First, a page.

2. Depreciation (or capital consumption) is added to get from net domestic product to gross domestic product


GDP: The Income Side purchases; X-M=exports-imports=net exports


Gdp adjusting for changes in prices
GDP: Adjusting for changes in prices purchases; X-M=exports-imports=net exports

Nominal GDP

  • the value of goods and services produced during a given year valued at the prices that prevailed in that same year.

  • Nominal GDP is a more precise name for GDP.

    Real GDP

  • the value of final goods and services produced in a given year when valued at the prices of a reference base year.


Gdp deflator
GDP Deflator purchases; X-M=exports-imports=net exports

  • GDP deflator

    • Provides a comparison of current and base year prices


Lucas wedge
Lucas Wedge purchases; X-M=exports-imports=net exports

  • dollar value of the accumulated gap between what real GDP per person would have been if the 1960s growth rate had persisted and what real GDP per person turned out to be.


Temporary fluctuations in gdp the business cycle
Temporary fluctuations in GDP: purchases; X-M=exports-imports=net exportsThe Business Cycle

  • 4 stages to a business cycle

    • Peak

    • Recession

    • Trough

    • Expansion


Comparing standard of living across countries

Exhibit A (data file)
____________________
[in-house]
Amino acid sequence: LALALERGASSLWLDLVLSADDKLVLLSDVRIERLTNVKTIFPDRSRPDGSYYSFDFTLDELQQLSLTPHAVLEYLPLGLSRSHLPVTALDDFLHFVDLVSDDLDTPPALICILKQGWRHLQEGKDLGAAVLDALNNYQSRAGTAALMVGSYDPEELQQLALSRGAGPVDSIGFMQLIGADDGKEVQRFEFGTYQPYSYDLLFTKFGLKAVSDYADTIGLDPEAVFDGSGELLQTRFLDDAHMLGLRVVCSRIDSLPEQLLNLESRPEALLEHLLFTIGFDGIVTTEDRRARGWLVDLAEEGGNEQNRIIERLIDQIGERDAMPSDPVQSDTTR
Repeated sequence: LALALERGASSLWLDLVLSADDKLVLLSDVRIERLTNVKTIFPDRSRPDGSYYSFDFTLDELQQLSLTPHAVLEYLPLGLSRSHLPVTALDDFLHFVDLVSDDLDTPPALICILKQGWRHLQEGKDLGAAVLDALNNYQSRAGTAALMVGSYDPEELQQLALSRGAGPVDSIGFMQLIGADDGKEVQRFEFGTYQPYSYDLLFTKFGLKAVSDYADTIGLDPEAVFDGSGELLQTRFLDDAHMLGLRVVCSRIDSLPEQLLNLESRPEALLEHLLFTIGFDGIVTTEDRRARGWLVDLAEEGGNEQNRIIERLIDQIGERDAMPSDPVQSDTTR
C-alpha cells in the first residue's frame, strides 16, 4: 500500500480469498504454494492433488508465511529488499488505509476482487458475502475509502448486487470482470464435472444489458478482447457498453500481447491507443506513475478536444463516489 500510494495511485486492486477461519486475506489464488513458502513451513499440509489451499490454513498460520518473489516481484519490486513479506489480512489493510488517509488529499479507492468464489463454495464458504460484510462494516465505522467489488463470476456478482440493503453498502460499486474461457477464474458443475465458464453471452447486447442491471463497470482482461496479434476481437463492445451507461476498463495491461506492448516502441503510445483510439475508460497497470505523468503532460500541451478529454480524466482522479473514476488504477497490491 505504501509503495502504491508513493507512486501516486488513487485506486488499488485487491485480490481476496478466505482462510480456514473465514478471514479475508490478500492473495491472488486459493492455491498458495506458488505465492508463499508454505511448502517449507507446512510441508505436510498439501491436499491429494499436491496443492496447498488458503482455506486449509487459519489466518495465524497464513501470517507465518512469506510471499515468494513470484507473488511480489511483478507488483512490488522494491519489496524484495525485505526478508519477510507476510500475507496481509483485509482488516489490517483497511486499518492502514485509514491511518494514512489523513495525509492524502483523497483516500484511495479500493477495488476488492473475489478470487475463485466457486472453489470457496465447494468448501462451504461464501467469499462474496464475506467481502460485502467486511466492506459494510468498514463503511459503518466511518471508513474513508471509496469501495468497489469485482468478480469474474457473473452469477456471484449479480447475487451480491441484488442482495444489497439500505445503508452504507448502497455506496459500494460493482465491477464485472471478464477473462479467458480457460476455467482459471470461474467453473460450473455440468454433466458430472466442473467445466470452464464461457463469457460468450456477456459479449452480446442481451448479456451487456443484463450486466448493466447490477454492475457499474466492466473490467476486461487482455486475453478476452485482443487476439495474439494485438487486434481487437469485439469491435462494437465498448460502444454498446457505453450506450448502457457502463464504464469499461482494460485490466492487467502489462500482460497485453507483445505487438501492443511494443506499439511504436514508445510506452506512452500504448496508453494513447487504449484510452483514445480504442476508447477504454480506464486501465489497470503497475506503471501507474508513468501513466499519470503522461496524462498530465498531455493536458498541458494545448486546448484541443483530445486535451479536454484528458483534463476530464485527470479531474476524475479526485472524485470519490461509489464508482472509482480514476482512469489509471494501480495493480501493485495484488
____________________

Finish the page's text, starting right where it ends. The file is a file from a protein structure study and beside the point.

Comparing Standard of Living Across Countries purchases; X-M=exports-imports=net exports

  • Use per capita real GDP

  • Must make two adjustments

    • Convert into common currency

    • Goods and services must be valued at same prices

      • Using the exchange rate to convert can be problematic because prices of some products may differ after conversion

      • Purchasing Power Parity exchange rate is the exchange rate that would make the prices of goods and services equal across countries.

      • Using actual exchange rate instead of PPP exchange rate causes underestimate of standard of living in less developed countries.



Real gdp per capita across the world
Real GDP per capita across the world that in U.S.

Source: http://www.imf.org/external/datamapper/index.php


Limitations of gdp as measure of standard of living
Limitations of GDP as that in U.S. measure of standard of living

  • Household production

  • Underground economic activity

  • Health and life expectancy

  • Leisure time

  • Environmental quality

  • Political freedom and social justice


ad